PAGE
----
Just like every time someone says, "Product A is $2 cheaper than Product B," I have to guess that, "Product B is $2 more than Product A." Maybe we shouldn't have slept through math class.

Math doesn't help in the absence of context. If Product A is $2 cheaper than Product B, but Product B costs $10,000 ... does it really matter? That's a little different than Product B costing $3, right? Right. In real life, context actually matters, or you're just wasting people's time.

Comment: Re:times smaller,,, (Score 1) 47

by ScentCone (#49557205) Attached to: Cosmologists Find Eleven Runaway Galaxies

There is no confusion that it might mean something else.

Yes, there IS confusion. Are we supposed to infer that the thing that the new 10-times-smaller version is being compared to was already considered small? That's what implied, but nobody knows for sure because the person saying it is lazily using a common, and poorly thought out, construction that doesn't actually tell us that.

No, you're not. It is perfectly reasonable for someone to say something like, "The Small Magellanic Cloud is the smaller of the two Magellanic Clouds," without implying it is smaller than a breadbox or even small in general.

OK. But let's say you don't know how big the Small Magellanic Cloud is, relative to, say, the Milky Way, or Andromeda, or anything else. And then someone says, "We've just found a new galaxy, hiding behind a dust cloud, and it's three times smaller than the Magellanic Cloud." What are you supposed to gather from that use?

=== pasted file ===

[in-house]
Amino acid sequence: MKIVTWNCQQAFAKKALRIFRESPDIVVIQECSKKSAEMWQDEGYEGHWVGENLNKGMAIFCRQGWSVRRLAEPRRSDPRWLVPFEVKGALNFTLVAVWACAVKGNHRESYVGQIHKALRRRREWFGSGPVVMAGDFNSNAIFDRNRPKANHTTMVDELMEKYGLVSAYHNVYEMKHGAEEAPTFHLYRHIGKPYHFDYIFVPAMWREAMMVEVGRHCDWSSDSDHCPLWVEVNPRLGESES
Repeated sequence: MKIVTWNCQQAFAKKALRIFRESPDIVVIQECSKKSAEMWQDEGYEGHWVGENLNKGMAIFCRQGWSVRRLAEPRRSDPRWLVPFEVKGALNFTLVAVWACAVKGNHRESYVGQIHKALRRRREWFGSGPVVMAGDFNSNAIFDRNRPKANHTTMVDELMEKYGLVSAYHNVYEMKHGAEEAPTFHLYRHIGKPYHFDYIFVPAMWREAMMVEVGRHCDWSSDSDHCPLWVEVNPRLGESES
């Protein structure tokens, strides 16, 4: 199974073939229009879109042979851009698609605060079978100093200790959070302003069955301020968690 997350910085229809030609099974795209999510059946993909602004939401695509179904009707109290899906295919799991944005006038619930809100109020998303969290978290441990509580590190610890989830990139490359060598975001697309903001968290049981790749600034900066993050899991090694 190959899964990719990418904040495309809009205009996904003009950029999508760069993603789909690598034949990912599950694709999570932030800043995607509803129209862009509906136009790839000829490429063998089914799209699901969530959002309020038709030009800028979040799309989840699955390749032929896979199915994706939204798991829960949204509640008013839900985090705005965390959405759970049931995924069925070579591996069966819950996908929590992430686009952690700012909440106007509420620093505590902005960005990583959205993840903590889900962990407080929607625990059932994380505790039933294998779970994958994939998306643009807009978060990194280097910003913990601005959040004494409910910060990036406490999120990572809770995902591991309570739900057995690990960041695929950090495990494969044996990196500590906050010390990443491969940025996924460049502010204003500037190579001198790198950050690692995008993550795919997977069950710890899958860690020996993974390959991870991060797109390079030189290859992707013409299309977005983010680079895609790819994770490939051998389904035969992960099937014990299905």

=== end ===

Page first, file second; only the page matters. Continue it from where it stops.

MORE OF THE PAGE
Fine, you don't like the wording

No, I don't like people conveying information in a way that forces you to go research something they mentioned without providing any useful context. When somebody cites a comparative size, but doesn't explain why (or if) that comparison is meaningful, then it's a waste of time. Especially when the communication is theoretically about science and/or technology.

Comment: Re:times smaller,,, (Score 0) 47

by ScentCone (#49556201) Attached to: Cosmologists Find Eleven Runaway Galaxies

even though everybody knows what it means right away

You're missing the point.

When someone says, "The new battery is ten times smaller than the old battery," yes ... we can guess that part of what's meant is, "The new battery is a tenth the size of the old battery."

But there's a reason those are TWO DIFFERENT SENTENCES.

When you use the word smallER in that context, you're communicating that the old battery is small, and the new battery is even smaller. Why? Because you're saying that the new battery has time times the smallness of the old one. That has a completely different connotation than a sentence that suggests that the old battery was what it was (or was large), and the new battery is comparatively small.

The reason we have lots of vocabulary words, adjectives, and constructions is so that we can be nuanced and more precise in simple communication. When you use a sentence that essentially forces the audience to go find out what you actually meant by "ten times smaller" (was the old one small, or huge?) then you've done the opposite of providing useful information. All of that in order to avoid using slightly different words that we also all know?

This is pure laziness, that's all. It's mimicking a sound or phrase without thinking about what's actually being communicated. It's no different than people who say, "I could care less," when they mean exactly the opposite. They are uttering sounds without thinking about the actual words they're using. One small, lazy spoken step for man, part of one cumulative giant leap towards dumbing everybody down.

An egghead is one who stands firmly on both feet, in mid-air, on both sides of an issue. -- Homer Ferguson